Assam has been facing a grave water quality problem, which is threatening the future of a large section of its upcoming generations.
It has been found that 19 districts of the State have areas affected by arsenic and nine districts have high fluoride in many pockets, including greater Guwahati. On top of this, high level of toxic elements like lead in groundwater of Darrang and Dhemaji districts is found, cadmium is found in the groundwater of Dhemaji district, while high level of non-biodegradable toxic pesticides like DDT and hexachlorocylohexane (HCH) are found in the groundwater of Dibrugarh and Nagaon districts.
Besides, proximity to the uranium deposits in Meghalaya, hydrocarbon exploration activities since the 19th century, universal presence of high quantity of iron in groundwater have been complicating the situation, said water quality experts.
Cadmium affects the central nerve system, makes bones brittle, causes mental disorders and may lead to cancerous diseases by causing disorders in DNA. Intake of high amount of HCH is toxic for the human body, experts maintain.
In the late 1990s, the first batch of fluorosis patients was discovered in the State and this led to the discovery of high amount of fluoride in the groundwater of Karbi Anglong district. This was followed by the discovery of arsenic in 2003 in two districts of the State – Dhubri and Karimganj.
Fluoride and arsenic contamination of groundwater, which was thought to be free from bacteriological contamination, posed a serious health hazard, as, groundwater was mostly supplied by the Government to the people of the State’s rural areas since the early 1960s as safe drinking water.
It is feared that at least two million people of the State are at risk only because of fluoride and arsenic contamination of groundwater, said the experts.
In some places, one in every three persons is affected by non-curable fluorosis. And this is creating a deep social desolation begetting the burden of the State’s society. Children get affected more from these problems as arsenic, fluoride, lead are neurotoxins for them and now even some babies are born with fluorosis, the experts said.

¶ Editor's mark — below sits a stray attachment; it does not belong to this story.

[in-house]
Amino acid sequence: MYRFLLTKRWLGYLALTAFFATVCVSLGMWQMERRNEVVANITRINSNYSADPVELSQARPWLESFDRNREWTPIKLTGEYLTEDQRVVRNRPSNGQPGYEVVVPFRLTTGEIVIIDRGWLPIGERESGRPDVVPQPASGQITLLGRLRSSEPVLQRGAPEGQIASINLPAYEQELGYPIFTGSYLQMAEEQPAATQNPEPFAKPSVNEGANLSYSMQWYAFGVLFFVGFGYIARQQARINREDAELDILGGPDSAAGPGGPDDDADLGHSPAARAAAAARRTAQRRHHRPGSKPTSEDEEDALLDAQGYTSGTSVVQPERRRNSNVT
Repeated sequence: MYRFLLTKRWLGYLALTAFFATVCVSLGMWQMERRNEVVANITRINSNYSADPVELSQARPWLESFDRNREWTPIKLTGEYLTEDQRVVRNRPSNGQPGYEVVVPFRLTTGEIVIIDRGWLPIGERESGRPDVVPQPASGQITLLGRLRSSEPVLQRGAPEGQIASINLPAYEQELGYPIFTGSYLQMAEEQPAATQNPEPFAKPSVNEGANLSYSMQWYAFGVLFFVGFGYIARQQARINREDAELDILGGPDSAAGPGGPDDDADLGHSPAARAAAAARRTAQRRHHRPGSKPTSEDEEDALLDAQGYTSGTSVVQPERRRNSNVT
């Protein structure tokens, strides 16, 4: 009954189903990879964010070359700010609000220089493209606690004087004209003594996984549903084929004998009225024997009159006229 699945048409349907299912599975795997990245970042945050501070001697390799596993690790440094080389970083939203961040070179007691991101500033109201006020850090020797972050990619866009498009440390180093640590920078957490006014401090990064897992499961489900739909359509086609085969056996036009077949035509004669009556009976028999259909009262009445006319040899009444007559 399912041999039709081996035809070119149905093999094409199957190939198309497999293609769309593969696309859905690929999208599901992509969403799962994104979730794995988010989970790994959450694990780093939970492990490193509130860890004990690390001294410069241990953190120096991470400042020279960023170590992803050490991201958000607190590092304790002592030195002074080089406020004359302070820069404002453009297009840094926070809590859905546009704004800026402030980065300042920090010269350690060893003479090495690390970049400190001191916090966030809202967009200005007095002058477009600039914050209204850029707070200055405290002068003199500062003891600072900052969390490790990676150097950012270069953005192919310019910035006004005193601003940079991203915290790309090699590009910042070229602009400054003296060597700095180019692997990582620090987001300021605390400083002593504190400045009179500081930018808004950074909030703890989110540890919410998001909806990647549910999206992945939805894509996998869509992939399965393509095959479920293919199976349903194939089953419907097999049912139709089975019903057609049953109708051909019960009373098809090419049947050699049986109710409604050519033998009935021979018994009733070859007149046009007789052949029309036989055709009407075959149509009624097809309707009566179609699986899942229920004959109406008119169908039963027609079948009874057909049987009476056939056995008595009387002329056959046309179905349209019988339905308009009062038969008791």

Cases of contamination of groundwater in the State are swelling up everyday, making groundwater unsafe for consumption. According to the official data, the number of the State’s districts which have got their groundwater contaminated by fluoride and arsenic has shot up to 22 and 21 respectively from 19 and 20 respectively in 2014-’15.
According to the data available with this newspaper, in 2014-’15, the arsenic affected districts of the State included Baksa, Barpeta, Bongaigaon, Cachar, Darrang, Dhemaji, Dhubri, Goalpara, Hailakandi, Jorhat, Kamrup, Karimganj, Kokrajhar, Lakhimpur, Morigaon, Nagaon, Nalbari, Sivasagar and Sonitpur.
This year, Tinsukia has also been found to be affected by arsenic, raising the number of affected districts to 21, said the sources.
Till 2013-’14, nine districts – Barpeta, Dhubri, Goalpara, Golaghat, Jorhat, Kamrup, Karbi Anglong, Karimganj and Nagaon – were found to be affected by fluoride.
But in 2014-’15, with the inclusion of Baksa, Cachar, Chirang, Darrang, Dibrugarh, Morigaon, Nalbari, Sivasagar, Sonitpur and Udalguri, the number of affected districts rose to 19.
In 2015-’16, with the inclusion of Bongaigaon, Lakhimpur and Tinsukia, the number of fluoride-affected districts have shot up to 22, sources said.
According to experts here, the trend of rise in the number of fluoride and arsenic affected districts should be studied, together with the impact of such contamination of groundwater, which is used by the people of many areas in these districts for the purpose of drinking as well as domestic use, on human and animal health.
Except in the two districts of Karbi Anglong and Nagaon, no comprehensive health impact studies of groundwater contamination in the rest of the districts has so far been known to have been conducted, said the experts. The origin of fluoride so far is known to be geogenic.
The State’s Department of Mining and Mineral may undertake such studies, involving also the Public Health Engineering Department (PHED), Council of Scientific and Industrial Research (CSIR), Central Ground Water Board (CGWB) and the North Eastern Regional Institute of Water and Land Management (NERIWALM) in this regard, said the experts.